Gion District appeared to have fairy dust sprinkled all over it. That is to say, there was a sense of magic around those dimly lit streets. The Shirakawa Canal reflected the soft lighting of the restaurants and there were geishas galore for our Saturday night stroll. We were tempted to get our photo taken with one, but it seemed to be a little too invasive, and generally lacking in respect. Thus, we admired from a distance, albeit a close distance. In a narrow alley, we spotted a quaint looking traditional restaurant just off of the Shirakawa Canal. We took our shoes off and headed in, noting with excitement that it was a Teppanyaki restaurant, meaning that our table was essentially an iron griddle ready and willing to cook our dinner. Eventually we decided to get some udon noodles with vegetables, accompanied by an Okonomyaki Japanese pancake. This type of pancake is famous in the Kansai area (primarily constituting the cities of Osaka and Kyoto), and isn't quite like the pancakes your mom made you for breakfast this morning. The batter is made of flour, grated Japanese yams, water, eggs, shredded cabbage, green onion, and generally your choice of meat. Both dishes we chose were very flavourful, and bore an underlying sweetness, which was a change from Korea's spicy cuisine.

Vegetable Udon Noodles
Beef Okonomiyaki Pancake
With our bellies full and spirits high, we embarked on the final walk of the evening that would lead us back to our hostel. Of course, as per usual, an unscheduled detour was in the cards, so we actually ended up taking in the sights of Yasaka-Jinja. This shrine is widely considered to be the "guardian shrine of Kyoto," and most of it was constructed in the 17th century. The west gate, with which I was most impressed, precedes the construction of the rest of the complex. We happened to stumble upon a theater troupe practicing for an upcoming performance, which only added to the authentic and eventful evening we were already experiencing.

It was only a short walk from here to our hostel. Talk about a good location. After drinking a few Asahi, and possibly a Sapporo as well, we decided to call it an early night. We didn't have much time to see this treasury of cultural heritage, so it would take a well planned Sunday to accomplish everything we were hoping to. I believe we did a phenomenal job, and I can't recall a day that I've been busier in recent memory. Before I sign off from this post, I'll tell you about the first place that we visited on that Sunday to rule all Sundays. After a relatively miserable sleep, I awoke to my alarm in surprisingly high spirits. We were showered, smelling fresh, and had a cup of coffee in our hands by eight in the morning. It's easy to motivate yourself to wake up when you're anticipating a visit Kyoto's famous "Golden Pavilion."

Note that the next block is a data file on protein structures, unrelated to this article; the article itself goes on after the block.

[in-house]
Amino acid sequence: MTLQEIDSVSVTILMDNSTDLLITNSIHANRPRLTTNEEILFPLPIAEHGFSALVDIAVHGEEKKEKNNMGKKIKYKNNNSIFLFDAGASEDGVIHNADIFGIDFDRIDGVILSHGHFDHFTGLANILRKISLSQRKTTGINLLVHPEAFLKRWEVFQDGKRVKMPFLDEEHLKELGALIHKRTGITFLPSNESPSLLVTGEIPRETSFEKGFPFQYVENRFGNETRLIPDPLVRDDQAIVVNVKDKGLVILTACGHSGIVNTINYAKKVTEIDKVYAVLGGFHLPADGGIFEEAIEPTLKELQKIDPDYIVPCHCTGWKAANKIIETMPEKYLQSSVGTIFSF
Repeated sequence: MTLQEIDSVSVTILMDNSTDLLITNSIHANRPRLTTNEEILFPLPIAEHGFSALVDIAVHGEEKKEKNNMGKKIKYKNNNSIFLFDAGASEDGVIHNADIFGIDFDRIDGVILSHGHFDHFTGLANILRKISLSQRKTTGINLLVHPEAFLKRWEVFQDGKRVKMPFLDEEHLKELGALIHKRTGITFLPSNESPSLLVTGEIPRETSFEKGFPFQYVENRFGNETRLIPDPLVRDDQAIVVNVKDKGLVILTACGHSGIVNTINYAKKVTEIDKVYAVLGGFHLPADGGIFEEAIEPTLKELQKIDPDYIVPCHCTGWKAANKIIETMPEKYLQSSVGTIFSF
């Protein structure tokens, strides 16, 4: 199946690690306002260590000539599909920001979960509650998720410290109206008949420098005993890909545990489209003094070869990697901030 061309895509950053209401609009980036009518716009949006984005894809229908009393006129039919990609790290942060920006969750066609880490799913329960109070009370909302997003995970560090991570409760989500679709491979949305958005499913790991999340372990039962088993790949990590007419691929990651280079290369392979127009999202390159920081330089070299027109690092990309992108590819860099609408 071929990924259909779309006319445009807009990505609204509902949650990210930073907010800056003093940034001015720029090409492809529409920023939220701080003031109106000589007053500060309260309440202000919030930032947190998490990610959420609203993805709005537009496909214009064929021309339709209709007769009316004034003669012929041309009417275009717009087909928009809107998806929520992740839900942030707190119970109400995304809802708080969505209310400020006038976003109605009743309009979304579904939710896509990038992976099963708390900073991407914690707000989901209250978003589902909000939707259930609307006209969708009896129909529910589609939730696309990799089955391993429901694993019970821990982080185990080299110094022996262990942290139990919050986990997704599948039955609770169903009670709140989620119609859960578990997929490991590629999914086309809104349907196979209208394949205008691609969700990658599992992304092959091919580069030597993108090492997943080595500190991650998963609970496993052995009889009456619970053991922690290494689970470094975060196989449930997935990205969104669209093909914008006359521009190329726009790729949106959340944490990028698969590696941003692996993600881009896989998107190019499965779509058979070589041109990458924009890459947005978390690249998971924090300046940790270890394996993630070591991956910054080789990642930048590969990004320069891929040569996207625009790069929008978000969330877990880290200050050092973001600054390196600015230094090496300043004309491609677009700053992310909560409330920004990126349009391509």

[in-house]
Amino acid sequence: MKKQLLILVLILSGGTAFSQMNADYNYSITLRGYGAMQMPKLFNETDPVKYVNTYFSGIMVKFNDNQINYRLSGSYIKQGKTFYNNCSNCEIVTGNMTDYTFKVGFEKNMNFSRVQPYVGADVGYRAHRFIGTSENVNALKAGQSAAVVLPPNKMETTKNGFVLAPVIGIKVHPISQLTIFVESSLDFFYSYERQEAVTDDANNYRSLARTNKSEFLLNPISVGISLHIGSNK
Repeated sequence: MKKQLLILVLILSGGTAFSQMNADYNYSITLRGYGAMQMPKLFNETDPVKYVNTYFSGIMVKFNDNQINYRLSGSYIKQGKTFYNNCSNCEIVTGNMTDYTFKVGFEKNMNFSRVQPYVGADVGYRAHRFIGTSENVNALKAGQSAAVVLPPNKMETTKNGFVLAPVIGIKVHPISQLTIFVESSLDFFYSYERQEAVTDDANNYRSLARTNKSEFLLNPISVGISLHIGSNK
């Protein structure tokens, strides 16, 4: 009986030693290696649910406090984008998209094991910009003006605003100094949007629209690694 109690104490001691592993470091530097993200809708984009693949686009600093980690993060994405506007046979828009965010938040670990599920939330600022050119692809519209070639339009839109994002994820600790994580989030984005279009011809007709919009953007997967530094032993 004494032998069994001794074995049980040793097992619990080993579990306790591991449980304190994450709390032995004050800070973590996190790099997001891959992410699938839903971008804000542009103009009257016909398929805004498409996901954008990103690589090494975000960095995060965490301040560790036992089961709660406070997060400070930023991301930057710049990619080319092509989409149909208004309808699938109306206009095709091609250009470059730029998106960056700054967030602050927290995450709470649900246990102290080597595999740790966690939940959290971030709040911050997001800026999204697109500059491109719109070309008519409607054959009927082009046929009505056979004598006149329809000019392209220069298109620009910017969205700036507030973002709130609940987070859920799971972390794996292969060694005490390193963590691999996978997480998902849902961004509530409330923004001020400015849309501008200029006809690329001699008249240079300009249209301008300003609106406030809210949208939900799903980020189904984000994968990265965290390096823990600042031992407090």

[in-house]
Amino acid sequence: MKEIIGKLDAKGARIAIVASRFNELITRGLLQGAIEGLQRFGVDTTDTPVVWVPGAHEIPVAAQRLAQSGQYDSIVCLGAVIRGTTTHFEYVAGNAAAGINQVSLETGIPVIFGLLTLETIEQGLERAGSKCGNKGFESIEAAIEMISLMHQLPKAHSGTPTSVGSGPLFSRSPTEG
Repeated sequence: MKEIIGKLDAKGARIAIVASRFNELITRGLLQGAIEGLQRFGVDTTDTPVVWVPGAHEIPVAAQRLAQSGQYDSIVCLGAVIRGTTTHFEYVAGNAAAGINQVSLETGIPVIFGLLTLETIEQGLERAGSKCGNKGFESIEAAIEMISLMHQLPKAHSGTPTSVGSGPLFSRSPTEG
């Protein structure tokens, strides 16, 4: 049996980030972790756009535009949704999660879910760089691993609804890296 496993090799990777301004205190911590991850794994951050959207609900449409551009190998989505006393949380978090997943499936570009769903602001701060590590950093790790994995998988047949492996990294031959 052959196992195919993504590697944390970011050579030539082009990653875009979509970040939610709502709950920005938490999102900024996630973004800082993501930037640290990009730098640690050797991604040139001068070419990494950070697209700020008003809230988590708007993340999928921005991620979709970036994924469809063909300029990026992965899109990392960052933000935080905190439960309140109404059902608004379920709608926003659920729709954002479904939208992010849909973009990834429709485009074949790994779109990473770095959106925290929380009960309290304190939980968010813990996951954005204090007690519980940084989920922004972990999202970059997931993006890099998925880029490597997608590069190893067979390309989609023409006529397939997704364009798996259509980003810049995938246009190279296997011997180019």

Kinkaku-Ji. Also known as "The Golden Pavilion."
We arrived before the sight was even opened, but so did the rest of Japan. Hundreds upon hundreds of people lined up out front of the gates, largely consisting of school groups. Humorously enough, the school groups had an assignment to practice their English with foreigners, so we were quite popular while everyone was waiting in line. Once the gates were opened, it was a literal mad dash to beat the throngs of students and snap a few good photos devoid of other people. As the above photo suggests, we were successful in our endeavours, but it wasn't long before the complex was absolutely swarming with people. Kinkaku-ji, or the Golden Pavilion, is a Zen Buddhist Temple in Kyoto, and arguably the most popular sight in the city. The history of this temple dates back to the 14th century, when it was purchased by a shogun as a villa. It was converted to a temple shortly afterwards. During the Onin War, a civil war of the 15th century, all of the buildings in the complex, but luckily not the pavilion. However, in 1950 a young monk who was apparently mentally unstable and incredibly obsessed with the pavilion lit the pavilion on fire. This famous story has been fictionalized in a book by Yukio Mishima, and is appropriately titled The Temple of the Golden Pavilion. I've actually just added that book to my "to-read" list (only 168 books long) on Goodreads, so I'll be looking to read it in the near future. The building had to be rebuilt in 1955 as close to the original as possible. There is some question as to whether extra gold coating was added for visual stimulation, but even if it was, the temple today is a stunning spectacle.

Walking towards Ryoan-ji at around 10 in the morning, I suspected there was a lot on the horizon for that day. The sun was shining overhead, and the sky was clearer than glass. In the second installment of Kyoto, I'll be sure to tell you all about it. For now, I'm going relish in the pleasant weather in Korea right now. I find myself in an open cafe in Jukjeon with my computer on the table, A Kurt Vonnegut novel beside it, and a cool breeze politely whisking the day away.